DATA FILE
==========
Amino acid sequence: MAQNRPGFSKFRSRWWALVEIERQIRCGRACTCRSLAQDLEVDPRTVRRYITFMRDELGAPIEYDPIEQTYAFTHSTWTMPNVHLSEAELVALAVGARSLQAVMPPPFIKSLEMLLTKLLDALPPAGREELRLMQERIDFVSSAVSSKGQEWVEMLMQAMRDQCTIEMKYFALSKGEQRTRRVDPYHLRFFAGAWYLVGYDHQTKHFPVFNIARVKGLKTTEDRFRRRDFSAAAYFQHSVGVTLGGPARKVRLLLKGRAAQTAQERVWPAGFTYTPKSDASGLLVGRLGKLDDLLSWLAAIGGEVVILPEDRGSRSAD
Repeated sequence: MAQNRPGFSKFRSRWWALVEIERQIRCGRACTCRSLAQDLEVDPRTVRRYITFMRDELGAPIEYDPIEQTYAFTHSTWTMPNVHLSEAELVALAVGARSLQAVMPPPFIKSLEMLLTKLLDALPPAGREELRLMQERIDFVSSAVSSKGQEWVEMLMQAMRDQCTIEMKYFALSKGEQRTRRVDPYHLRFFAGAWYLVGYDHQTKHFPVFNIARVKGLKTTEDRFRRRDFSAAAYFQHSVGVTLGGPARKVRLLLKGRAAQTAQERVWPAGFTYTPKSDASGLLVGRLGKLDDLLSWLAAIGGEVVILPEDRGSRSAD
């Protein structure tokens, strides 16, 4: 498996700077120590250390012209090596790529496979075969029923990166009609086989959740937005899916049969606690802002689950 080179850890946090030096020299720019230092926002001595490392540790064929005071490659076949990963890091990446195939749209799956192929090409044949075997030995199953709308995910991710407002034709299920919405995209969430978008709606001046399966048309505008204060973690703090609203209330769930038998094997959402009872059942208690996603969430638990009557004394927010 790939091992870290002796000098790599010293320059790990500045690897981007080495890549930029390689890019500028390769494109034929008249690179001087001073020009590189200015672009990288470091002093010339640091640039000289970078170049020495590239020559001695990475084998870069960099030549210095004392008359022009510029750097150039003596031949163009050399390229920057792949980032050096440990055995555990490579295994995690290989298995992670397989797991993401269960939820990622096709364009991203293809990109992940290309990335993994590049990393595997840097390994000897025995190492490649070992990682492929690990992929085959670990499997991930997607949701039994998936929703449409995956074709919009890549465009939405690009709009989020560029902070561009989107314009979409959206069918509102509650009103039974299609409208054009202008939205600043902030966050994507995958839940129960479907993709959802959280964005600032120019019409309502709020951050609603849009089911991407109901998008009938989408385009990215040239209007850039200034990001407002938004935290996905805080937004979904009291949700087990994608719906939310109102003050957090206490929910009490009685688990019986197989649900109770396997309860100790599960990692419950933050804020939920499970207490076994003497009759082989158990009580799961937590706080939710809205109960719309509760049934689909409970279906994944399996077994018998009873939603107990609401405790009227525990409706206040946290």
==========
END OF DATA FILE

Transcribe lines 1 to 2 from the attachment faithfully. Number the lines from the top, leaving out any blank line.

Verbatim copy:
Amino acid sequence: MAQNRPGFSKFRSRWWALVEIERQIRCGRACTCRSLAQDLEVDPRTVRRYITFMRDELGAPIEYDPIEQTYAFTHSTWTMPNVHLSEAELVALAVGARSLQAVMPPPFIKSLEMLLTKLLDALPPAGREELRLMQERIDFVSSAVSSKGQEWVEMLMQAMRDQCTIEMKYFALSKGEQRTRRVDPYHLRFFAGAWYLVGYDHQTKHFPVFNIARVKGLKTTEDRFRRRDFSAAAYFQHSVGVTLGGPARKVRLLLKGRAAQTAQERVWPAGFTYTPKSDASGLLVGRLGKLDDLLSWLAAIGGEVVILPEDRGSRSAD
Repeated sequence: MAQNRPGFSKFRSRWWALVEIERQIRCGRACTCRSLAQDLEVDPRTVRRYITFMRDELGAPIEYDPIEQTYAFTHSTWTMPNVHLSEAELVALAVGARSLQAVMPPPFIKSLEMLLTKLLDALPPAGREELRLMQERIDFVSSAVSSKGQEWVEMLMQAMRDQCTIEMKYFALSKGEQRTRRVDPYHLRFFAGAWYLVGYDHQTKHFPVFNIARVKGLKTTEDRFRRRDFSAAAYFQHSVGVTLGGPARKVRLLLKGRAAQTAQERVWPAGFTYTPKSDASGLLVGRLGKLDDLLSWLAAIGGEVVILPEDRGSRSAD